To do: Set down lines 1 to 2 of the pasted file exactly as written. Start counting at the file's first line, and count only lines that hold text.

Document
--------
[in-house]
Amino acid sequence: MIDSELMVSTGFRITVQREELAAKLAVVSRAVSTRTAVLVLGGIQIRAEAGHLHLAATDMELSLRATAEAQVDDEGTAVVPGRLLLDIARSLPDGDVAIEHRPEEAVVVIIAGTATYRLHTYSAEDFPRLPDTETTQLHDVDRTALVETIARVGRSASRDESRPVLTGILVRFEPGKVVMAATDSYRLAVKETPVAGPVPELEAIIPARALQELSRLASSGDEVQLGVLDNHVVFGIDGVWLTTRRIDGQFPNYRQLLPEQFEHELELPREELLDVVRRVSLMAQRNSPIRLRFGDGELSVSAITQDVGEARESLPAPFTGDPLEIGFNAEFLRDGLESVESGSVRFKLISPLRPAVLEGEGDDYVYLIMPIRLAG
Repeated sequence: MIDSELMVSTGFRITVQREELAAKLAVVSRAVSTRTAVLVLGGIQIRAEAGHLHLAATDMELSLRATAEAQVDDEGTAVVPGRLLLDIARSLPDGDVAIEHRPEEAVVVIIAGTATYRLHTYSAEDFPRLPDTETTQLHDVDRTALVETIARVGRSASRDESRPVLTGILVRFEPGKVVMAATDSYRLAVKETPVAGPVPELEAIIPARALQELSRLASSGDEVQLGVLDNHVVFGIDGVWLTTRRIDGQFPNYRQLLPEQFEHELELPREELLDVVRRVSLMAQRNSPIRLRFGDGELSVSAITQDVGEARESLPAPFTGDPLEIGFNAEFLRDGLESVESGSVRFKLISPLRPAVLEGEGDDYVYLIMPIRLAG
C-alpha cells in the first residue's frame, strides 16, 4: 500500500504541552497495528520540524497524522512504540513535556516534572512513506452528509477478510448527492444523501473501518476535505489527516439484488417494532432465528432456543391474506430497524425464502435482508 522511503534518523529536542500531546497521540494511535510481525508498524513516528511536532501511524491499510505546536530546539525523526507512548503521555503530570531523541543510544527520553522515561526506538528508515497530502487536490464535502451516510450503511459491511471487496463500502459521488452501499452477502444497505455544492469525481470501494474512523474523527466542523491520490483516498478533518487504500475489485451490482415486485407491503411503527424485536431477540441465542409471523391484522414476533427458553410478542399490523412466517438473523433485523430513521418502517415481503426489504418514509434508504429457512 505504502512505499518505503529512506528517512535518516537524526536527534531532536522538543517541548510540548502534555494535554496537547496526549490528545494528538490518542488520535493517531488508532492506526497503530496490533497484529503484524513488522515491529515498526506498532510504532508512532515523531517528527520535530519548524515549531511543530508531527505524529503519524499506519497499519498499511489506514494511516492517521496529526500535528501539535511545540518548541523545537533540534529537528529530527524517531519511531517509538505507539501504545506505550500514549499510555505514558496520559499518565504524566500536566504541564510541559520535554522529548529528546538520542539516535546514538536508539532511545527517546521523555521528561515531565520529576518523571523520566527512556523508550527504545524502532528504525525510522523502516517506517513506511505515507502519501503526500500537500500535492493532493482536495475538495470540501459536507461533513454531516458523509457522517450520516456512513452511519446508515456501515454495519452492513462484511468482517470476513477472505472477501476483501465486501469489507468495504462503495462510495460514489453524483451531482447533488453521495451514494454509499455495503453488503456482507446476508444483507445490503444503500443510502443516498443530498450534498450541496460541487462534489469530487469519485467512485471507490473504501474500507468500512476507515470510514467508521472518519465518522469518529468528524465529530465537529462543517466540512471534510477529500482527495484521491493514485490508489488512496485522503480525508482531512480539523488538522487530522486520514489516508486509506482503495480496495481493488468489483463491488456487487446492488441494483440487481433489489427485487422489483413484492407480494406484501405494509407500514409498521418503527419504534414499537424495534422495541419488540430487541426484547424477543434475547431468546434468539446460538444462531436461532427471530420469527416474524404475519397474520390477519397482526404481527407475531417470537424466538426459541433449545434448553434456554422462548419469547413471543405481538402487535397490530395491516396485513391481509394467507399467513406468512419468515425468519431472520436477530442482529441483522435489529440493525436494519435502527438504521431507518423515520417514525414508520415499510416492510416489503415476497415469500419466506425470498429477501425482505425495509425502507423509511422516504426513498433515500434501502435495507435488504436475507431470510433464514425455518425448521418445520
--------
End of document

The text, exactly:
[in-house]
Amino acid sequence: MIDSELMVSTGFRITVQREELAAKLAVVSRAVSTRTAVLVLGGIQIRAEAGHLHLAATDMELSLRATAEAQVDDEGTAVVPGRLLLDIARSLPDGDVAIEHRPEEAVVVIIAGTATYRLHTYSAEDFPRLPDTETTQLHDVDRTALVETIARVGRSASRDESRPVLTGILVRFEPGKVVMAATDSYRLAVKETPVAGPVPELEAIIPARALQELSRLASSGDEVQLGVLDNHVVFGIDGVWLTTRRIDGQFPNYRQLLPEQFEHELELPREELLDVVRRVSLMAQRNSPIRLRFGDGELSVSAITQDVGEARESLPAPFTGDPLEIGFNAEFLRDGLESVESGSVRFKLISPLRPAVLEGEGDDYVYLIMPIRLAG